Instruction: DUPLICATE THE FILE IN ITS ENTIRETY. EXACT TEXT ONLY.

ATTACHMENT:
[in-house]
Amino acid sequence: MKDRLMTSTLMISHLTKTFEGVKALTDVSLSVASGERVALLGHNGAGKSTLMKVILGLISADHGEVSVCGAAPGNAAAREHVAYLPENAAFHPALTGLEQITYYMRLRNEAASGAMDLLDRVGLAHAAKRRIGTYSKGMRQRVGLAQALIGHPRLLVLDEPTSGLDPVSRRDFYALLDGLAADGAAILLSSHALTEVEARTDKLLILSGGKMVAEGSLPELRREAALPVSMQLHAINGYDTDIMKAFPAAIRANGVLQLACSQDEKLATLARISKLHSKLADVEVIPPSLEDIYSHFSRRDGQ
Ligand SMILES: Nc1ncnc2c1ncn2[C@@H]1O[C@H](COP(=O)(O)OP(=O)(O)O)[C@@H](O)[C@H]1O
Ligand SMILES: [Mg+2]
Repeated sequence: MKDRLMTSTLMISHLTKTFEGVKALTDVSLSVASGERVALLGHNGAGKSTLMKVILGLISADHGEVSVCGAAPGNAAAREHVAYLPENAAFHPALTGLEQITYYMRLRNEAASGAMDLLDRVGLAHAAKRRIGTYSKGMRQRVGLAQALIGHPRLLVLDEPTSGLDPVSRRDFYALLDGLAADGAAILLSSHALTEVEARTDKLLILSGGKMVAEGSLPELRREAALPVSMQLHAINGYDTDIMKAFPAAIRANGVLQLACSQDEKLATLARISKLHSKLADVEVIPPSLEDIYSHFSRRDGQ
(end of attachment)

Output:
[in-house]
Amino acid sequence: MKDRLMTSTLMISHLTKTFEGVKALTDVSLSVASGERVALLGHNGAGKSTLMKVILGLISADHGEVSVCGAAPGNAAAREHVAYLPENAAFHPALTGLEQITYYMRLRNEAASGAMDLLDRVGLAHAAKRRIGTYSKGMRQRVGLAQALIGHPRLLVLDEPTSGLDPVSRRDFYALLDGLAADGAAILLSSHALTEVEARTDKLLILSGGKMVAEGSLPELRREAALPVSMQLHAINGYDTDIMKAFPAAIRANGVLQLACSQDEKLATLARISKLHSKLADVEVIPPSLEDIYSHFSRRDGQ
Ligand SMILES: Nc1ncnc2c1ncn2[C@@H]1O[C@H](COP(=O)(O)OP(=O)(O)O)[C@@H](O)[C@H]1O
Ligand SMILES: [Mg+2]
Repeated sequence: MKDRLMTSTLMISHLTKTFEGVKALTDVSLSVASGERVALLGHNGAGKSTLMKVILGLISADHGEVSVCGAAPGNAAAREHVAYLPENAAFHPALTGLEQITYYMRLRNEAASGAMDLLDRVGLAHAAKRRIGTYSKGMRQRVGLAQALIGHPRLLVLDEPTSGLDPVSRRDFYALLDGLAADGAAILLSSHALTEVEARTDKLLILSGGKMVAEGSLPELRREAALPVSMQLHAINGYDTDIMKAFPAAIRANGVLQLACSQDEKLATLARISKLHSKLADVEVIPPSLEDIYSHFSRRDGQ